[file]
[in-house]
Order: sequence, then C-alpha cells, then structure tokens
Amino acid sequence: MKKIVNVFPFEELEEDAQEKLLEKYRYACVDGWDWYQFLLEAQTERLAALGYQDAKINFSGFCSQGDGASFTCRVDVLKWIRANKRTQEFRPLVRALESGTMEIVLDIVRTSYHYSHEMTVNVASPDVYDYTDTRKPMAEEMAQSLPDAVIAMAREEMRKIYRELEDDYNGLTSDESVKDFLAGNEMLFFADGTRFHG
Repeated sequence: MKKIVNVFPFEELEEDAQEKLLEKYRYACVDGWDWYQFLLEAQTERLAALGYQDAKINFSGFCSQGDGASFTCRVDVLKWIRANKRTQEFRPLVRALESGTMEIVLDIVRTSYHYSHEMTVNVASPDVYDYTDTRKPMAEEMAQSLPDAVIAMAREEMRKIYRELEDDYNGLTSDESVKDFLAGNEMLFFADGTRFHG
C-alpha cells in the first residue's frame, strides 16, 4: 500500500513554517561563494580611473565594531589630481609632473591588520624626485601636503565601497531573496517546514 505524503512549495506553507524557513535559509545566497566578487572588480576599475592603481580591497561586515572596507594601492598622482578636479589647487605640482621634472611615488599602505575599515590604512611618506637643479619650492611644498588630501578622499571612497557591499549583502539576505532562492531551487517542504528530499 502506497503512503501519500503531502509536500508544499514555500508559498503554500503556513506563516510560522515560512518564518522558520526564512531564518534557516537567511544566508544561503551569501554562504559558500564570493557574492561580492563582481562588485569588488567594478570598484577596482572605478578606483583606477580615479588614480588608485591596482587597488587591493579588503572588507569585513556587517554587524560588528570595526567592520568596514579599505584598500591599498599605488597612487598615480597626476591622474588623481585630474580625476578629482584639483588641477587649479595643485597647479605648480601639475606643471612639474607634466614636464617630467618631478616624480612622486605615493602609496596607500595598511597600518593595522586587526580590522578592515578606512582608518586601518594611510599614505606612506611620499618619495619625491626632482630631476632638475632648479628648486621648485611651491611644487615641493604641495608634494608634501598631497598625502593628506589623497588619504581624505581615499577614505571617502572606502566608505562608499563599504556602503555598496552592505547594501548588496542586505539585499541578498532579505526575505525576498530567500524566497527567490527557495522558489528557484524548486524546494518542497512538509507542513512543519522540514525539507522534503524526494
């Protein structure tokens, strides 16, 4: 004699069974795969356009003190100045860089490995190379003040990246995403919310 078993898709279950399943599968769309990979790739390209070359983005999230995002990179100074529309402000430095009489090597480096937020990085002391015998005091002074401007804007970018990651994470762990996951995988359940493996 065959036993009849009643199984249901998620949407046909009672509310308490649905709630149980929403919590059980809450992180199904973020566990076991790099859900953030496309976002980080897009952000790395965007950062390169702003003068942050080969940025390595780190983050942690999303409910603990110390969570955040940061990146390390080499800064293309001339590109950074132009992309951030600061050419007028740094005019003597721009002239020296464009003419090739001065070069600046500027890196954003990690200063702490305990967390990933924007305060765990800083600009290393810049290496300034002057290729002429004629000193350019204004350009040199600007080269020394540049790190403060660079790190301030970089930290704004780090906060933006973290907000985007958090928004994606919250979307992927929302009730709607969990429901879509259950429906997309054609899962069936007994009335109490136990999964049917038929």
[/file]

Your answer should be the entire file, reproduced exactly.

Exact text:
[in-house]
Order: sequence, then C-alpha cells, then structure tokens
Amino acid sequence: MKKIVNVFPFEELEEDAQEKLLEKYRYACVDGWDWYQFLLEAQTERLAALGYQDAKINFSGFCSQGDGASFTCRVDVLKWIRANKRTQEFRPLVRALESGTMEIVLDIVRTSYHYSHEMTVNVASPDVYDYTDTRKPMAEEMAQSLPDAVIAMAREEMRKIYRELEDDYNGLTSDESVKDFLAGNEMLFFADGTRFHG
Repeated sequence: MKKIVNVFPFEELEEDAQEKLLEKYRYACVDGWDWYQFLLEAQTERLAALGYQDAKINFSGFCSQGDGASFTCRVDVLKWIRANKRTQEFRPLVRALESGTMEIVLDIVRTSYHYSHEMTVNVASPDVYDYTDTRKPMAEEMAQSLPDAVIAMAREEMRKIYRELEDDYNGLTSDESVKDFLAGNEMLFFADGTRFHG
C-alpha cells in the first residue's frame, strides 16, 4: 500500500513554517561563494580611473565594531589630481609632473591588520624626485601636503565601497531573496517546514 505524503512549495506553507524557513535559509545566497566578487572588480576599475592603481580591497561586515572596507594601492598622482578636479589647487605640482621634472611615488599602505575599515590604512611618506637643479619650492611644498588630501578622499571612497557591499549583502539576505532562492531551487517542504528530499 502506497503512503501519500503531502509536500508544499514555500508559498503554500503556513506563516510560522515560512518564518522558520526564512531564518534557516537567511544566508544561503551569501554562504559558500564570493557574492561580492563582481562588485569588488567594478570598484577596482572605478578606483583606477580615479588614480588608485591596482587597488587591493579588503572588507569585513556587517554587524560588528570595526567592520568596514579599505584598500591599498599605488597612487598615480597626476591622474588623481585630474580625476578629482584639483588641477587649479595643485597647479605648480601639475606643471612639474607634466614636464617630467618631478616624480612622486605615493602609496596607500595598511597600518593595522586587526580590522578592515578606512582608518586601518594611510599614505606612506611620499618619495619625491626632482630631476632638475632648479628648486621648485611651491611644487615641493604641495608634494608634501598631497598625502593628506589623497588619504581624505581615499577614505571617502572606502566608505562608499563599504556602503555598496552592505547594501548588496542586505539585499541578498532579505526575505525576498530567500524566497527567490527557495522558489528557484524548486524546494518542497512538509507542513512543519522540514525539507522534503524526494
């Protein structure tokens, strides 16, 4: 004699069974795969356009003190100045860089490995190379003040990246995403919310 078993898709279950399943599968769309990979790739390209070359983005999230995002990179100074529309402000430095009489090597480096937020990085002391015998005091002074401007804007970018990651994470762990996951995988359940493996 065959036993009849009643199984249901998620949407046909009672509310308490649905709630149980929403919590059980809450992180199904973020566990076991790099859900953030496309976002980080897009952000790395965007950062390169702003003068942050080969940025390595780190983050942690999303409910603990110390969570955040940061990146390390080499800064293309001339590109950074132009992309951030600061050419007028740094005019003597721009002239020296464009003419090739001065070069600046500027890196954003990690200063702490305990967390990933924007305060765990800083600009290393810049290496300034002057290729002429004629000193350019204004350009040199600007080269020394540049790190403060660079790190301030970089930290704004780090906060933006973290907000985007958090928004994606919250979307992927929302009730709607969990429901879509259950429906997309054609899962069936007994009335109490136990999964049917038929």